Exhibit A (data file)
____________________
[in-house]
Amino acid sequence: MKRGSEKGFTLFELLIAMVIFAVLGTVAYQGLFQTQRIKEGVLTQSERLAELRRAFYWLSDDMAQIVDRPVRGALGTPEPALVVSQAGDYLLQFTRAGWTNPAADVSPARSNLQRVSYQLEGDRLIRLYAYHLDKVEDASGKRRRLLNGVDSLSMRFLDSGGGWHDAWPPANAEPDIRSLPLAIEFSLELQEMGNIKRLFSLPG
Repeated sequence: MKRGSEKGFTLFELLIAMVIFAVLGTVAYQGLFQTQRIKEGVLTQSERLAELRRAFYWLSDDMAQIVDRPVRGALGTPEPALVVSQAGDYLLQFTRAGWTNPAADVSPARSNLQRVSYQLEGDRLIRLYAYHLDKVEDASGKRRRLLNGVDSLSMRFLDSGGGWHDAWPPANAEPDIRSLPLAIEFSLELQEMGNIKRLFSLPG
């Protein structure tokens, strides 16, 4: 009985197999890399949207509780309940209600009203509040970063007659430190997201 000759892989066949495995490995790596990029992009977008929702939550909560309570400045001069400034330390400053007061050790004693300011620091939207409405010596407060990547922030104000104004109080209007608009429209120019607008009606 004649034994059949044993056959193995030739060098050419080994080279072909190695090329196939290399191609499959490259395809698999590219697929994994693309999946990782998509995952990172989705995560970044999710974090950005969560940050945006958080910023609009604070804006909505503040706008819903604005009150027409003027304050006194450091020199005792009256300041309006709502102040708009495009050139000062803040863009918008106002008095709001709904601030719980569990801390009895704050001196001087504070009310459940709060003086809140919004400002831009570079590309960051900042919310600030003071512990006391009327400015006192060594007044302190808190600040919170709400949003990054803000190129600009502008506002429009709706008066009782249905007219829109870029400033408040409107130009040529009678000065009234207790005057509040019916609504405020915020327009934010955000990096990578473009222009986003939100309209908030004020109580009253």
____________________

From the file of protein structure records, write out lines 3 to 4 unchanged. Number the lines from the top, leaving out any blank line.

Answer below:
Repeated sequence: MKRGSEKGFTLFELLIAMVIFAVLGTVAYQGLFQTQRIKEGVLTQSERLAELRRAFYWLSDDMAQIVDRPVRGALGTPEPALVVSQAGDYLLQFTRAGWTNPAADVSPARSNLQRVSYQLEGDRLIRLYAYHLDKVEDASGKRRRLLNGVDSLSMRFLDSGGGWHDAWPPANAEPDIRSLPLAIEFSLELQEMGNIKRLFSLPG
């Protein structure tokens, strides 16, 4: 009985197999890399949207509780309940209600009203509040970063007659430190997201 000759892989066949495995490995790596990029992009977008929702939550909560309570400045001069400034330390400053007061050790004693300011620091939207409405010596407060990547922030104000104004109080209007608009429209120019607008009606 004649034994059949044993056959193995030739060098050419080994080279072909190695090329196939290399191609499959490259395809698999590219697929994994693309999946990782998509995952990172989705995560970044999710974090950005969560940050945006958080910023609009604070804006909505503040706008819903604005009150027409003027304050006194450091020199005792009256300041309006709502102040708009495009050139000062803040863009918008106002008095709001709904601030719980569990801390009895704050001196001087504070009310459940709060003086809140919004400002831009570079590309960051900042919310600030003071512990006391009327400015006192060594007044302190808190600040919170709400949003990054803000190129600009502008506002429009709706008066009782249905007219829109870029400033408040409107130009040529009678000065009234207790005057509040019916609504405020915020327009934010955000990096990578473009222009986003939100309209908030004020109580009253």